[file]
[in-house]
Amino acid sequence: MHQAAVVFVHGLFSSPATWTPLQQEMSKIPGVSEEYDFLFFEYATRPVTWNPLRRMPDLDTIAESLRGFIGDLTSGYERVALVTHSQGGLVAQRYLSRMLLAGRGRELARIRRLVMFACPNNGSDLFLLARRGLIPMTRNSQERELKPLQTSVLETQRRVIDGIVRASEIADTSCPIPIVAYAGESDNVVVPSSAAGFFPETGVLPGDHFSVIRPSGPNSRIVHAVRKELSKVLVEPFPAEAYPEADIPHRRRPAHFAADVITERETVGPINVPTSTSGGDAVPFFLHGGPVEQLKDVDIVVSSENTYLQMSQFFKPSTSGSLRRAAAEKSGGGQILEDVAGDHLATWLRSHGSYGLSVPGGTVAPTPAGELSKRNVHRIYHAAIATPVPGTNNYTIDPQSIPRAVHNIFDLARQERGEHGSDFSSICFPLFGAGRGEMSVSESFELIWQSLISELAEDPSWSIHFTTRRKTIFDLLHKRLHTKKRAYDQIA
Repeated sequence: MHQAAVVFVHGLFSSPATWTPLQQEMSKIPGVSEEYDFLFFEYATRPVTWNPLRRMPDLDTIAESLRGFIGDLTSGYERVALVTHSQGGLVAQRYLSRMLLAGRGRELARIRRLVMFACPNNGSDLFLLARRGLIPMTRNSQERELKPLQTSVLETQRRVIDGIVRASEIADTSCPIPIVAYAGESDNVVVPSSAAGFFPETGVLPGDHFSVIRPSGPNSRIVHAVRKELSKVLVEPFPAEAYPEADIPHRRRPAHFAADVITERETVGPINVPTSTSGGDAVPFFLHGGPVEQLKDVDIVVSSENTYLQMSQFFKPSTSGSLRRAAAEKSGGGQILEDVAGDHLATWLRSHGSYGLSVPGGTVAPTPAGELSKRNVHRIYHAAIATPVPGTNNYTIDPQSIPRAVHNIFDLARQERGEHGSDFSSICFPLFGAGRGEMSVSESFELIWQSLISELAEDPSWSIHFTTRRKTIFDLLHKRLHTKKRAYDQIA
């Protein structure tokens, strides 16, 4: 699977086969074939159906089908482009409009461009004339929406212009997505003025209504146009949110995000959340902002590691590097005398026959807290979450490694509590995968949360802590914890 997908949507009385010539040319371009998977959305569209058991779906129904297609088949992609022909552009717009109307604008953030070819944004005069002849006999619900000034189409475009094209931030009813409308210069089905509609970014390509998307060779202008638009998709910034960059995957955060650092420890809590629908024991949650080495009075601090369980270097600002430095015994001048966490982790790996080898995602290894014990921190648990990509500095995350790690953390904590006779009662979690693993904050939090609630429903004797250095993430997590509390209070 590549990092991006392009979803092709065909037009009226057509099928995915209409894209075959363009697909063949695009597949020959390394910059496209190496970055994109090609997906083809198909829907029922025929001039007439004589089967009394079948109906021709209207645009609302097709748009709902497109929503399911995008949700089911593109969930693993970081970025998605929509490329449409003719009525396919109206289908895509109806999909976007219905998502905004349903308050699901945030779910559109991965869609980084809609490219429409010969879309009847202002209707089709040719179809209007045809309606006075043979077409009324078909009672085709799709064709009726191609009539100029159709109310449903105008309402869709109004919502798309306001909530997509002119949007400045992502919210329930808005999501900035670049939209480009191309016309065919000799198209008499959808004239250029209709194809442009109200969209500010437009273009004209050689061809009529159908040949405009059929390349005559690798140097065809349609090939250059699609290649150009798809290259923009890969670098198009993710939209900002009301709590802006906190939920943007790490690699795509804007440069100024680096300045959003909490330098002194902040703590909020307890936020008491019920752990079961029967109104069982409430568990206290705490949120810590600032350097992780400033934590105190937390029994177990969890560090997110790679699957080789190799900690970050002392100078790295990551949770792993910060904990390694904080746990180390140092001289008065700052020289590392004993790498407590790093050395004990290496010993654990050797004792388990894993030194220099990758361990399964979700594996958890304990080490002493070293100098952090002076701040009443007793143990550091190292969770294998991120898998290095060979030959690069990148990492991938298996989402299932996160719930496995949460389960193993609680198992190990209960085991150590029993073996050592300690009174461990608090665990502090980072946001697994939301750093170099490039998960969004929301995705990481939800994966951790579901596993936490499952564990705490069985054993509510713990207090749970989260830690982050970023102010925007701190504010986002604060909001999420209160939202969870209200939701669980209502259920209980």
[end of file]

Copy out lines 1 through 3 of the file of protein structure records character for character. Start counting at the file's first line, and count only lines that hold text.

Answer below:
[in-house]
Amino acid sequence: MHQAAVVFVHGLFSSPATWTPLQQEMSKIPGVSEEYDFLFFEYATRPVTWNPLRRMPDLDTIAESLRGFIGDLTSGYERVALVTHSQGGLVAQRYLSRMLLAGRGRELARIRRLVMFACPNNGSDLFLLARRGLIPMTRNSQERELKPLQTSVLETQRRVIDGIVRASEIADTSCPIPIVAYAGESDNVVVPSSAAGFFPETGVLPGDHFSVIRPSGPNSRIVHAVRKELSKVLVEPFPAEAYPEADIPHRRRPAHFAADVITERETVGPINVPTSTSGGDAVPFFLHGGPVEQLKDVDIVVSSENTYLQMSQFFKPSTSGSLRRAAAEKSGGGQILEDVAGDHLATWLRSHGSYGLSVPGGTVAPTPAGELSKRNVHRIYHAAIATPVPGTNNYTIDPQSIPRAVHNIFDLARQERGEHGSDFSSICFPLFGAGRGEMSVSESFELIWQSLISELAEDPSWSIHFTTRRKTIFDLLHKRLHTKKRAYDQIA
Repeated sequence: MHQAAVVFVHGLFSSPATWTPLQQEMSKIPGVSEEYDFLFFEYATRPVTWNPLRRMPDLDTIAESLRGFIGDLTSGYERVALVTHSQGGLVAQRYLSRMLLAGRGRELARIRRLVMFACPNNGSDLFLLARRGLIPMTRNSQERELKPLQTSVLETQRRVIDGIVRASEIADTSCPIPIVAYAGESDNVVVPSSAAGFFPETGVLPGDHFSVIRPSGPNSRIVHAVRKELSKVLVEPFPAEAYPEADIPHRRRPAHFAADVITERETVGPINVPTSTSGGDAVPFFLHGGPVEQLKDVDIVVSSENTYLQMSQFFKPSTSGSLRRAAAEKSGGGQILEDVAGDHLATWLRSHGSYGLSVPGGTVAPTPAGELSKRNVHRIYHAAIATPVPGTNNYTIDPQSIPRAVHNIFDLARQERGEHGSDFSSICFPLFGAGRGEMSVSESFELIWQSLISELAEDPSWSIHFTTRRKTIFDLLHKRLHTKKRAYDQIA